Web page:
Djibouti-Somalia-Kenya submarine cable ready

Tuesday March 10 2020

Engineers pull in the EASsy submarine cable when it reached Mombasa in March 2010 and gave Kenya its third fibre optic cable service. PHOTO | FILE | NMG

Engineers pull in the EASsy submarine cable when it reached Mombasa in March 2010 and gave Kenya its third fibre optic cable service. PHOTO | FILE | NMG 

ANTHONY KITIMO
By ANTHONY KITIMO
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Kenya and Djibouti are now connected through the submarine cable Djibouti Africa Regional Express 1 (Dare1). The cable landed in Mombasa this week and is expected to boost connectivity in the Horn of Africa.

Installation of the more than 5,000-kilometer-long cable is complete and now awaits official launching and pre-test in the next few months.

The submarine cable system connects Djibouti, Somalia and Kenya with an option of extending to Tanzania.

The 30 Terabit per second Dare1 is owned by a consortium of East African telecom operators who include Djibouti Telecom, Somtel, Telkom Kenya and SubCom is estimated to cost $86 million and will have a capacity per wavelength of 100Gbps. The giant telcos have been in constant consultation over the last couple of years configuring and designing the cable routes.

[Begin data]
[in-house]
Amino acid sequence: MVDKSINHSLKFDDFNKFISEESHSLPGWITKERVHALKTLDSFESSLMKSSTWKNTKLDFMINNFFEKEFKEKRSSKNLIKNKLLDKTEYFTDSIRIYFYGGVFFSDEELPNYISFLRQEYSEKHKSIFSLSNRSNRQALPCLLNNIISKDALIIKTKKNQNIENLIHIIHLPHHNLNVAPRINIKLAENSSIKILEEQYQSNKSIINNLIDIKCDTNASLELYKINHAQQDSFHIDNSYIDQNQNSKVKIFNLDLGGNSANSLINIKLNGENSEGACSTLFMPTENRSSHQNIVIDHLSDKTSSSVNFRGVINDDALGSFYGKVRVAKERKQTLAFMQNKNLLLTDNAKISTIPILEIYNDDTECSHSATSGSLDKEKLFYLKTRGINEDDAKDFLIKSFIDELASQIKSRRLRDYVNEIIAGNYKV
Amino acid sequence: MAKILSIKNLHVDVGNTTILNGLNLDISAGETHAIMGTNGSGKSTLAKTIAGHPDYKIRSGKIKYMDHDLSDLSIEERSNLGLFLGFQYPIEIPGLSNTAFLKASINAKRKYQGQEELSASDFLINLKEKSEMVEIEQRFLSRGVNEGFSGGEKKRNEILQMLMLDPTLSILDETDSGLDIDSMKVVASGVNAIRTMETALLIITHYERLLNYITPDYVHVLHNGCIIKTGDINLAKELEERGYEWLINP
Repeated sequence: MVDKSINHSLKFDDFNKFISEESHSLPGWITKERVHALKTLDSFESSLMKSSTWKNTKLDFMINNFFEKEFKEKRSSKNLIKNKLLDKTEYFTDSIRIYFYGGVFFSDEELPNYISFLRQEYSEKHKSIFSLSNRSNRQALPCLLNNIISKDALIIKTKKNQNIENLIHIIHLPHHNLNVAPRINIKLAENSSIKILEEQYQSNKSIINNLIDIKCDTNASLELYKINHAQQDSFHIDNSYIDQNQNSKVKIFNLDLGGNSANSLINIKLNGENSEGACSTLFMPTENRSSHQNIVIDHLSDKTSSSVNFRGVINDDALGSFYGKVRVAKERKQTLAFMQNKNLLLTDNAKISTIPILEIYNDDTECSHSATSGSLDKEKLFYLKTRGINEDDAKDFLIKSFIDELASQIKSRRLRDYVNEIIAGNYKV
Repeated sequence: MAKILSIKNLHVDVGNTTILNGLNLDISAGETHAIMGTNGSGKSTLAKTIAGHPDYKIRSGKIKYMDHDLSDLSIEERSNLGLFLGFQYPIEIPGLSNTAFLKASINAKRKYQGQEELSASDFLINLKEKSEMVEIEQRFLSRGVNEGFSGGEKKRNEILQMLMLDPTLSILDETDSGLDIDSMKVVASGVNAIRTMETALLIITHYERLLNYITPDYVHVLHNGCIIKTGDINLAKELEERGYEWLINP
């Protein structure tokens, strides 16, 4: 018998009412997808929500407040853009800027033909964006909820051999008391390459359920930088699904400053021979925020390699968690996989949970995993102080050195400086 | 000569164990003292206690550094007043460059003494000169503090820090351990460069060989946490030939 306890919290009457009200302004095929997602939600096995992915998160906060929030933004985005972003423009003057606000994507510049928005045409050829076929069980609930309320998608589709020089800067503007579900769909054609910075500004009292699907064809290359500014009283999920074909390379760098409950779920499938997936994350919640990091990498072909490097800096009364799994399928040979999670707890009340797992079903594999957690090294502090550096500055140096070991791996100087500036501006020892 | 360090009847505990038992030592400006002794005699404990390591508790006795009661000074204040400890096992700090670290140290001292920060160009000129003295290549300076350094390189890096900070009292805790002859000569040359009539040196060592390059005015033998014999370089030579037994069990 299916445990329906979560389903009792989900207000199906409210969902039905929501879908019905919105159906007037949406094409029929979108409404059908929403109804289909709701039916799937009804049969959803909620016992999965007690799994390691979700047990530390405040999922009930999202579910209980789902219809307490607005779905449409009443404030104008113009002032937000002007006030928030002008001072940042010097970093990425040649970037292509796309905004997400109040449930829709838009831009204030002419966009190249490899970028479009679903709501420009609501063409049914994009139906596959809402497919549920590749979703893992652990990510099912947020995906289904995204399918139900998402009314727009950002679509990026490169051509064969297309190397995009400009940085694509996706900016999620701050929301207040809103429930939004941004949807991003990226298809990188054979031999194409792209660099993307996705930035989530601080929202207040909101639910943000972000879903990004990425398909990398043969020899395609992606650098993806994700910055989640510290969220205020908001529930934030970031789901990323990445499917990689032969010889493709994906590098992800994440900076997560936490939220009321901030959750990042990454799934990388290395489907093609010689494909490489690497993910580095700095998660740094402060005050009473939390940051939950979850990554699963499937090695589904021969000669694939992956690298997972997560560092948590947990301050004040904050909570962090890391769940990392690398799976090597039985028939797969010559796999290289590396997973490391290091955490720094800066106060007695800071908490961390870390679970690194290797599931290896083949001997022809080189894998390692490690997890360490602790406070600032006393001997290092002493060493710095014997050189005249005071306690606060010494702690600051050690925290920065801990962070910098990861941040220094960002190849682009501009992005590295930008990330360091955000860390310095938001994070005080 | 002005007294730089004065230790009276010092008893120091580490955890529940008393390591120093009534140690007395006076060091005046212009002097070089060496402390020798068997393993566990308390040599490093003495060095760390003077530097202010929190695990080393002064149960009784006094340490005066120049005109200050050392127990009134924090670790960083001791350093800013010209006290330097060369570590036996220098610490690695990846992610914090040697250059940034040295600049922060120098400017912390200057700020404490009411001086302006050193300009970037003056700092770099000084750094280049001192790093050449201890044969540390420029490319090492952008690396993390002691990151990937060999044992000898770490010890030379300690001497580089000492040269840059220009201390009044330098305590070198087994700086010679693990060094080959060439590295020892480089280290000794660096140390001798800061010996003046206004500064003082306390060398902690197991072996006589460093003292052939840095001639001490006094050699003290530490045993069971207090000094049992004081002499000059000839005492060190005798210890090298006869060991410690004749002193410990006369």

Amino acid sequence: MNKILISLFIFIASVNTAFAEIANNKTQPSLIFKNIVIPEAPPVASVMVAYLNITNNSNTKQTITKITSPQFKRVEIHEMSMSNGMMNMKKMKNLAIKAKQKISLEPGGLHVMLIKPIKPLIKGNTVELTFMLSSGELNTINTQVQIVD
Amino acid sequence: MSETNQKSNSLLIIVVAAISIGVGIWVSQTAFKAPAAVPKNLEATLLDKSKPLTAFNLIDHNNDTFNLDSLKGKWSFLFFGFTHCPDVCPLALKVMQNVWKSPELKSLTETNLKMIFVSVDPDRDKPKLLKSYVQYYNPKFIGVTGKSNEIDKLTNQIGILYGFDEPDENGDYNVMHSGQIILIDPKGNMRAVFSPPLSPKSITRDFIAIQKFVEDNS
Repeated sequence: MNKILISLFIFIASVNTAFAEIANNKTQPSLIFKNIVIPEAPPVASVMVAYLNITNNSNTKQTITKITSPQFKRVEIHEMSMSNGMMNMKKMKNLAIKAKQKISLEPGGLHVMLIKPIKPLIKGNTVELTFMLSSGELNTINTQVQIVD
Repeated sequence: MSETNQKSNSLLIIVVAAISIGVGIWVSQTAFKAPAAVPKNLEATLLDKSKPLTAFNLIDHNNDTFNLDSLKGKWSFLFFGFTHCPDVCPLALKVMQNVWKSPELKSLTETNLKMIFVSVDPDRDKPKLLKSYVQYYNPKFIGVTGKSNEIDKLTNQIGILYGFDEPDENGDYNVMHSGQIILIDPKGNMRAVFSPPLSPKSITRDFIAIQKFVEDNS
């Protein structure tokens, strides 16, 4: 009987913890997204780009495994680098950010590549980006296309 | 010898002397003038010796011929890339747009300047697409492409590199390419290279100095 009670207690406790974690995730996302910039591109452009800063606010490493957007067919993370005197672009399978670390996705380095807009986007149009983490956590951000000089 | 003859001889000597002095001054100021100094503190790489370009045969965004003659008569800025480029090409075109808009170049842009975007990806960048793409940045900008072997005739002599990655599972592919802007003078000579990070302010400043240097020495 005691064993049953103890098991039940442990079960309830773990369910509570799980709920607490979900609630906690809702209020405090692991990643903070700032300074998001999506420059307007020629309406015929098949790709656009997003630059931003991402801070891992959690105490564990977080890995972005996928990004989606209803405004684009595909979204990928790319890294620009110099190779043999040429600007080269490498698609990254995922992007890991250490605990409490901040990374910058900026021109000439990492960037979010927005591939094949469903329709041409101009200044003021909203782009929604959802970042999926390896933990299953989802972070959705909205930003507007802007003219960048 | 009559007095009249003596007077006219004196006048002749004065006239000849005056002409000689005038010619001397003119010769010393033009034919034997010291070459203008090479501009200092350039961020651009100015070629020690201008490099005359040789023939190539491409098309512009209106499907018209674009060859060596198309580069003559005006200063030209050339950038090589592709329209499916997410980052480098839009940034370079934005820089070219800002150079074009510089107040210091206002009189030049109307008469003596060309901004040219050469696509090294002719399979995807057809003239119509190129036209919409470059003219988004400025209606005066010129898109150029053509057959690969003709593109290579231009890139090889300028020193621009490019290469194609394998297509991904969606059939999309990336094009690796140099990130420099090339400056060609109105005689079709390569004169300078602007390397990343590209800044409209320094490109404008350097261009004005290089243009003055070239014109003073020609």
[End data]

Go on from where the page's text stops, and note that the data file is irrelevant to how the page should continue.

Djibouti Telecom's director-general, Mohamed Assoweh Bouh in a statement during the launch of the project in Djibouti in January this year said the cable will be in operationalisation later in June, after capacity development and skill transfer.

The project which started at La Siesta Beach, Djibouti, in January has landing stations in Djibouti City (Djibouti), Bosaso (Puntland), Mogadishu (Somalia), and Mombasa (Kenya) in the first phase, with Tanzania (Dar es Salaam) having an option to connect to the cable.

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The Dare1 is the largest submarine cable others include Seacom, East African Marine System (Teams), Eastern African Submarine Cable System (EASsy) and Lion2 systems.

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